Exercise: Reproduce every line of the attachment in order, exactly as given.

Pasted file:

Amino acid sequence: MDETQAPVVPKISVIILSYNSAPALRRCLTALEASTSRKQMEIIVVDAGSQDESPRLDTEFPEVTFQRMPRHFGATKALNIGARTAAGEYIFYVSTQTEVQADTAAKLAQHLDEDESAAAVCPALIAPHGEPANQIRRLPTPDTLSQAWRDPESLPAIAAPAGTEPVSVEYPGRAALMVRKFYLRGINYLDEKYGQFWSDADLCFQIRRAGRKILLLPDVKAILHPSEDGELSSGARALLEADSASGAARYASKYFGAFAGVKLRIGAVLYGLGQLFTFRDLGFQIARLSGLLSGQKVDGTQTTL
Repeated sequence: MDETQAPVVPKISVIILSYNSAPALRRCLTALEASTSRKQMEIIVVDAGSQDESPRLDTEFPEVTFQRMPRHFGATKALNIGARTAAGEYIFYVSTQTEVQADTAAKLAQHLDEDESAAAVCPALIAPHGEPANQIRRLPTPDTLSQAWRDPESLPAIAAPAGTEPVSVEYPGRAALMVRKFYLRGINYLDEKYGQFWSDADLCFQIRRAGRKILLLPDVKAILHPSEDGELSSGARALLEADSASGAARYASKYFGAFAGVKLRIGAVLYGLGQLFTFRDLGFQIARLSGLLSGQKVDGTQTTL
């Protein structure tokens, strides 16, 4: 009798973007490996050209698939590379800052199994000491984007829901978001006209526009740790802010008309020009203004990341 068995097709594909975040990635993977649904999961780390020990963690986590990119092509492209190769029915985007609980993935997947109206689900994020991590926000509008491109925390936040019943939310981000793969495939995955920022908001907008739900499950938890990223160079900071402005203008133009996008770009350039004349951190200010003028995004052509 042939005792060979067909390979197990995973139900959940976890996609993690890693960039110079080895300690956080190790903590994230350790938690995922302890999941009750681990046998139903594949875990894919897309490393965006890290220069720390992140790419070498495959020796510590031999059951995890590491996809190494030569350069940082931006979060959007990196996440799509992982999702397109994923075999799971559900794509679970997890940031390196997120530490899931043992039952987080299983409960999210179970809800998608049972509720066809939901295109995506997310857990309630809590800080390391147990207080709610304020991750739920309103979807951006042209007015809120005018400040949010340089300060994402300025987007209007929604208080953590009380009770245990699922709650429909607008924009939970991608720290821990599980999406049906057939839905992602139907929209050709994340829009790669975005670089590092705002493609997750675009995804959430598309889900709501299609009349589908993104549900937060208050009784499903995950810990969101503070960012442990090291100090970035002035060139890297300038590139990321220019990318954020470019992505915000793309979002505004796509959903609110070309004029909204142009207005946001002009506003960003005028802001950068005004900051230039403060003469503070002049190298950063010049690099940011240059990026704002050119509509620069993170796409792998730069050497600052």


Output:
Amino acid sequence: MDETQAPVVPKISVIILSYNSAPALRRCLTALEASTSRKQMEIIVVDAGSQDESPRLDTEFPEVTFQRMPRHFGATKALNIGARTAAGEYIFYVSTQTEVQADTAAKLAQHLDEDESAAAVCPALIAPHGEPANQIRRLPTPDTLSQAWRDPESLPAIAAPAGTEPVSVEYPGRAALMVRKFYLRGINYLDEKYGQFWSDADLCFQIRRAGRKILLLPDVKAILHPSEDGELSSGARALLEADSASGAARYASKYFGAFAGVKLRIGAVLYGLGQLFTFRDLGFQIARLSGLLSGQKVDGTQTTL
Repeated sequence: MDETQAPVVPKISVIILSYNSAPALRRCLTALEASTSRKQMEIIVVDAGSQDESPRLDTEFPEVTFQRMPRHFGATKALNIGARTAAGEYIFYVSTQTEVQADTAAKLAQHLDEDESAAAVCPALIAPHGEPANQIRRLPTPDTLSQAWRDPESLPAIAAPAGTEPVSVEYPGRAALMVRKFYLRGINYLDEKYGQFWSDADLCFQIRRAGRKILLLPDVKAILHPSEDGELSSGARALLEADSASGAARYASKYFGAFAGVKLRIGAVLYGLGQLFTFRDLGFQIARLSGLLSGQKVDGTQTTL
């Protein structure tokens, strides 16, 4: 009798973007490996050209698939590379800052199994000491984007829901978001006209526009740790802010008309020009203004990341 068995097709594909975040990635993977649904999961780390020990963690986590990119092509492209190769029915985007609980993935997947109206689900994020991590926000509008491109925390936040019943939310981000793969495939995955920022908001907008739900499950938890990223160079900071402005203008133009996008770009350039004349951190200010003028995004052509 042939005792060979067909390979197990995973139900959940976890996609993690890693960039110079080895300690956080190790903590994230350790938690995922302890999941009750681990046998139903594949875990894919897309490393965006890290220069720390992140790419070498495959020796510590031999059951995890590491996809190494030569350069940082931006979060959007990196996440799509992982999702397109994923075999799971559900794509679970997890940031390196997120530490899931043992039952987080299983409960999210179970809800998608049972509720066809939901295109995506997310857990309630809590800080390391147990207080709610304020991750739920309103979807951006042209007015809120005018400040949010340089300060994402300025987007209007929604208080953590009380009770245990699922709650429909607008924009939970991608720290821990599980999406049906057939839905992602139907929209050709994340829009790669975005670089590092705002493609997750675009995804959430598309889900709501299609009349589908993104549900937060208050009784499903995950810990969101503070960012442990090291100090970035002035060139890297300038590139990321220019990318954020470019992505915000793309979002505004796509959903609110070309004029909204142009207005946001002009506003960003005028802001950068005004900051230039403060003469503070002049190298950063010049690099940011240059990026704002050119509509620069993170796409792998730069050497600052």